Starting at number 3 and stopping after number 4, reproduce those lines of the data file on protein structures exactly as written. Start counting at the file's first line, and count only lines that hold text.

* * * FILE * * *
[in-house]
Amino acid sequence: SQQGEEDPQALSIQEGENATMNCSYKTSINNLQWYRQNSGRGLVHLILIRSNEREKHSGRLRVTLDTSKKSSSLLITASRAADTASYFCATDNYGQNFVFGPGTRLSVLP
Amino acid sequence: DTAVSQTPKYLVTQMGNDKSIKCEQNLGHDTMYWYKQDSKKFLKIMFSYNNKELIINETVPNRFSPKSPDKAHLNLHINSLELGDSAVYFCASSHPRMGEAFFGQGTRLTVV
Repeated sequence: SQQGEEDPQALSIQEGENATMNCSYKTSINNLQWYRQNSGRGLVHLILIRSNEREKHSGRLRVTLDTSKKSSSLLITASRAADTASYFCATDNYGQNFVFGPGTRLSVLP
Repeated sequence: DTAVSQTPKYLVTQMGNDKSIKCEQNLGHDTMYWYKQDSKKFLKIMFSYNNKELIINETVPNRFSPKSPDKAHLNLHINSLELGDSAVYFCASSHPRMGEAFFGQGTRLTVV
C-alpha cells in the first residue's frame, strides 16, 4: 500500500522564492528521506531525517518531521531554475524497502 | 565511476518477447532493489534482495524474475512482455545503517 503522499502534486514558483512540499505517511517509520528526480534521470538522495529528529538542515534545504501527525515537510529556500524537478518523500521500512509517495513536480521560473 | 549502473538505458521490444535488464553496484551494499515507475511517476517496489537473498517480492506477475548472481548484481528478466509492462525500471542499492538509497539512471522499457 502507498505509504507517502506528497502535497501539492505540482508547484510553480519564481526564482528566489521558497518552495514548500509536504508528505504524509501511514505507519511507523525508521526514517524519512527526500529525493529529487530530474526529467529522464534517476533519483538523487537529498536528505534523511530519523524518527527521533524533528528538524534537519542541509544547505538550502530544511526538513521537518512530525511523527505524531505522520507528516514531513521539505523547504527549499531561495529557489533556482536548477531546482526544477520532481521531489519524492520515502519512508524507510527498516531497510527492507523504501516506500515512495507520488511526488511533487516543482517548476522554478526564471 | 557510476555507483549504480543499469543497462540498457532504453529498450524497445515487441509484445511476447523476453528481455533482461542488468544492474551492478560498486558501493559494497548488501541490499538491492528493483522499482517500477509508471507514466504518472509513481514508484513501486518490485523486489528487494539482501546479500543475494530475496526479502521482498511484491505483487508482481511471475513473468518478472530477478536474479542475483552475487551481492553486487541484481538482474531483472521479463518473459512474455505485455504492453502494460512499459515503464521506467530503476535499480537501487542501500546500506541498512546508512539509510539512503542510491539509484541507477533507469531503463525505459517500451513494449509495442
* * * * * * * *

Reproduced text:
Amino acid sequence: DTAVSQTPKYLVTQMGNDKSIKCEQNLGHDTMYWYKQDSKKFLKIMFSYNNKELIINETVPNRFSPKSPDKAHLNLHINSLELGDSAVYFCASSHPRMGEAFFGQGTRLTVV
Repeated sequence: SQQGEEDPQALSIQEGENATMNCSYKTSINNLQWYRQNSGRGLVHLILIRSNEREKHSGRLRVTLDTSKKSSSLLITASRAADTASYFCATDNYGQNFVFGPGTRLSVLP